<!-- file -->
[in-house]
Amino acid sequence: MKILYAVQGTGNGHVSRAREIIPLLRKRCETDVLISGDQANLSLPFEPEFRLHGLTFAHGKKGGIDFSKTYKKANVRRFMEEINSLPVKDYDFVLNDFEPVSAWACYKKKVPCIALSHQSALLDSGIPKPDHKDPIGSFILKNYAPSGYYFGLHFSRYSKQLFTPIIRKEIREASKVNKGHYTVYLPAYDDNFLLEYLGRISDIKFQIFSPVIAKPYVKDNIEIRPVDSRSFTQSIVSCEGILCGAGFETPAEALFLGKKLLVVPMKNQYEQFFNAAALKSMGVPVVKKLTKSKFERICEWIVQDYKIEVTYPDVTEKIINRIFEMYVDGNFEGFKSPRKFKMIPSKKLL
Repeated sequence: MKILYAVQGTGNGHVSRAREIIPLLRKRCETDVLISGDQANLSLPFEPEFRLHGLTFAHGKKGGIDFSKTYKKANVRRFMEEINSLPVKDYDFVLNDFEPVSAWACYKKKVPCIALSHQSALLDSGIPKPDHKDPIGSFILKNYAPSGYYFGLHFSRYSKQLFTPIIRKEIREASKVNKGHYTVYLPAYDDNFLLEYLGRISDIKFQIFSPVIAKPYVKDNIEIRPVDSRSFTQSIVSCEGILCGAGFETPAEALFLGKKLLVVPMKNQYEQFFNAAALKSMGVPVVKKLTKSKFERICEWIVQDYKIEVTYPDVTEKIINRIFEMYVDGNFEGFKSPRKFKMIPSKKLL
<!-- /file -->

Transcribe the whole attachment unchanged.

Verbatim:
[in-house]
Amino acid sequence: MKILYAVQGTGNGHVSRAREIIPLLRKRCETDVLISGDQANLSLPFEPEFRLHGLTFAHGKKGGIDFSKTYKKANVRRFMEEINSLPVKDYDFVLNDFEPVSAWACYKKKVPCIALSHQSALLDSGIPKPDHKDPIGSFILKNYAPSGYYFGLHFSRYSKQLFTPIIRKEIREASKVNKGHYTVYLPAYDDNFLLEYLGRISDIKFQIFSPVIAKPYVKDNIEIRPVDSRSFTQSIVSCEGILCGAGFETPAEALFLGKKLLVVPMKNQYEQFFNAAALKSMGVPVVKKLTKSKFERICEWIVQDYKIEVTYPDVTEKIINRIFEMYVDGNFEGFKSPRKFKMIPSKKLL
Repeated sequence: MKILYAVQGTGNGHVSRAREIIPLLRKRCETDVLISGDQANLSLPFEPEFRLHGLTFAHGKKGGIDFSKTYKKANVRRFMEEINSLPVKDYDFVLNDFEPVSAWACYKKKVPCIALSHQSALLDSGIPKPDHKDPIGSFILKNYAPSGYYFGLHFSRYSKQLFTPIIRKEIREASKVNKGHYTVYLPAYDDNFLLEYLGRISDIKFQIFSPVIAKPYVKDNIEIRPVDSRSFTQSIVSCEGILCGAGFETPAEALFLGKKLLVVPMKNQYEQFFNAAALKSMGVPVVKKLTKSKFERICEWIVQDYKIEVTYPDVTEKIINRIFEMYVDGNFEGFKSPRKFKMIPSKKLL